Enteral Vitamin D Treatment Fails for Cognitive Function Protection of Critically Ill Patients, Study Reveals

A study revealed that critically ill patients with Vitamin D deficiency do not appear to benefit from the enteral treatment with high-dose Vitamin D3 in terms of global cognition or executive function.

Photo: Enteral Vitamin D Treatment | InStyleHealth

Research randomized 95 vitamin-D deficient, critically ill patients to receive a single high-dose (540,000 IU) enteral treatment of vitamin D3 to 47 patients or placebo to 48 individuals shortly after hospital admission.

Efficacy outcomes were global cognition using the Repeatable Battery for the Assessment of Neuropsychological Status (RBANS) and executive function which is being assessed using a composite score derived from three Delis – Kaplan Executive Function System subscales.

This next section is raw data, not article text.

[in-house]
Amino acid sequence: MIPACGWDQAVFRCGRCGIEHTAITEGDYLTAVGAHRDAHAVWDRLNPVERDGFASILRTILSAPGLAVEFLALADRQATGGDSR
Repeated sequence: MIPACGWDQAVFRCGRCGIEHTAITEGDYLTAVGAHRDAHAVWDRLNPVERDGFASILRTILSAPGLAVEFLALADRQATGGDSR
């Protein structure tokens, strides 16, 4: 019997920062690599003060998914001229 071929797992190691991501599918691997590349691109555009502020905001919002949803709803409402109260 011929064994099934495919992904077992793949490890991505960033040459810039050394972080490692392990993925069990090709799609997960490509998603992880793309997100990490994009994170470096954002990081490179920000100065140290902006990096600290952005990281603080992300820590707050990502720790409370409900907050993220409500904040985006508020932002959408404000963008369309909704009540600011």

Evaluations were facilitated at an average of 443 days after randomization and compared using multivariable proportional odds regression.

Findings revealed that enteral vitamin D3 treatment produced a significant improvement in neither global cognition nor executive function. Adjusted average RBANS score at follow-up was 79.6 in the vitamin D3 group vs 82.1 in the placebo group.

Similarly, the adjusted average executive function composite score was similar in the treatment groups, with an aOR of 0.72. For complete details of the clinical research, click here.

 

Source: Chest 2021;doi:10.1016/j.chest.2021.03.046

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